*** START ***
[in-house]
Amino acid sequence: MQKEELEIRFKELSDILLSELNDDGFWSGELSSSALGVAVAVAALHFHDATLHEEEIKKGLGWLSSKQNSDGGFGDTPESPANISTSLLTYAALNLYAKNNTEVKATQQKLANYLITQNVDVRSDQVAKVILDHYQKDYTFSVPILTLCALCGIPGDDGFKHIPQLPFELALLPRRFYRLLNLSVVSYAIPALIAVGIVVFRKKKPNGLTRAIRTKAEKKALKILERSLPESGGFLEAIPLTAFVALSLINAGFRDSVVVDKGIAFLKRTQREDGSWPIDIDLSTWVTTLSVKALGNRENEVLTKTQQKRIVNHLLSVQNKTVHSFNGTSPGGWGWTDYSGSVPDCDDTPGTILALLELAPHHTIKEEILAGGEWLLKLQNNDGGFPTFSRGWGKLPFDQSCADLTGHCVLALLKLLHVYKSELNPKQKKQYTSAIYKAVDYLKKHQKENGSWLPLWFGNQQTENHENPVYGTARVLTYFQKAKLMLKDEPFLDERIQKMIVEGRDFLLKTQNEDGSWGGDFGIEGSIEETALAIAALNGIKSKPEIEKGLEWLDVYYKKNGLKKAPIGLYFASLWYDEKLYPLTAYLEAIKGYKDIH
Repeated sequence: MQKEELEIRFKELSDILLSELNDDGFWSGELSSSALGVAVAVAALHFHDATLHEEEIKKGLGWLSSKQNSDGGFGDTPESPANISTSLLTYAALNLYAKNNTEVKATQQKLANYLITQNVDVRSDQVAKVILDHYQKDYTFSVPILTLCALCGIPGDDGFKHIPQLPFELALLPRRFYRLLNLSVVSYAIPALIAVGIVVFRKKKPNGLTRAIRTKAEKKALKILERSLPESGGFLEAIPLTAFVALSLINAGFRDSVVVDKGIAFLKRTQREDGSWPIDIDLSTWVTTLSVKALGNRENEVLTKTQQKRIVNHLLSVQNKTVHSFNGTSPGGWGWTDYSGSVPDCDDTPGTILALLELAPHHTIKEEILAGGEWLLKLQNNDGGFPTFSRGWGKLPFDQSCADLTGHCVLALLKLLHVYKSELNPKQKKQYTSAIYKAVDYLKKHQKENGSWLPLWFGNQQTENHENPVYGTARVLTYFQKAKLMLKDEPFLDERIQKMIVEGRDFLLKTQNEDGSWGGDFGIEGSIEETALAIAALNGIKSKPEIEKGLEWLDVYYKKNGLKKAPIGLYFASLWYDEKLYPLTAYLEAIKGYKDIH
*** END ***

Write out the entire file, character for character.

[in-house]
Amino acid sequence: MQKEELEIRFKELSDILLSELNDDGFWSGELSSSALGVAVAVAALHFHDATLHEEEIKKGLGWLSSKQNSDGGFGDTPESPANISTSLLTYAALNLYAKNNTEVKATQQKLANYLITQNVDVRSDQVAKVILDHYQKDYTFSVPILTLCALCGIPGDDGFKHIPQLPFELALLPRRFYRLLNLSVVSYAIPALIAVGIVVFRKKKPNGLTRAIRTKAEKKALKILERSLPESGGFLEAIPLTAFVALSLINAGFRDSVVVDKGIAFLKRTQREDGSWPIDIDLSTWVTTLSVKALGNRENEVLTKTQQKRIVNHLLSVQNKTVHSFNGTSPGGWGWTDYSGSVPDCDDTPGTILALLELAPHHTIKEEILAGGEWLLKLQNNDGGFPTFSRGWGKLPFDQSCADLTGHCVLALLKLLHVYKSELNPKQKKQYTSAIYKAVDYLKKHQKENGSWLPLWFGNQQTENHENPVYGTARVLTYFQKAKLMLKDEPFLDERIQKMIVEGRDFLLKTQNEDGSWGGDFGIEGSIEETALAIAALNGIKSKPEIEKGLEWLDVYYKKNGLKKAPIGLYFASLWYDEKLYPLTAYLEAIKGYKDIH
Repeated sequence: MQKEELEIRFKELSDILLSELNDDGFWSGELSSSALGVAVAVAALHFHDATLHEEEIKKGLGWLSSKQNSDGGFGDTPESPANISTSLLTYAALNLYAKNNTEVKATQQKLANYLITQNVDVRSDQVAKVILDHYQKDYTFSVPILTLCALCGIPGDDGFKHIPQLPFELALLPRRFYRLLNLSVVSYAIPALIAVGIVVFRKKKPNGLTRAIRTKAEKKALKILERSLPESGGFLEAIPLTAFVALSLINAGFRDSVVVDKGIAFLKRTQREDGSWPIDIDLSTWVTTLSVKALGNRENEVLTKTQQKRIVNHLLSVQNKTVHSFNGTSPGGWGWTDYSGSVPDCDDTPGTILALLELAPHHTIKEEILAGGEWLLKLQNNDGGFPTFSRGWGKLPFDQSCADLTGHCVLALLKLLHVYKSELNPKQKKQYTSAIYKAVDYLKKHQKENGSWLPLWFGNQQTENHENPVYGTARVLTYFQKAKLMLKDEPFLDERIQKMIVEGRDFLLKTQNEDGSWGGDFGIEGSIEETALAIAALNGIKSKPEIEKGLEWLDVYYKKNGLKKAPIGLYFASLWYDEKLYPLTAYLEAIKGYKDIH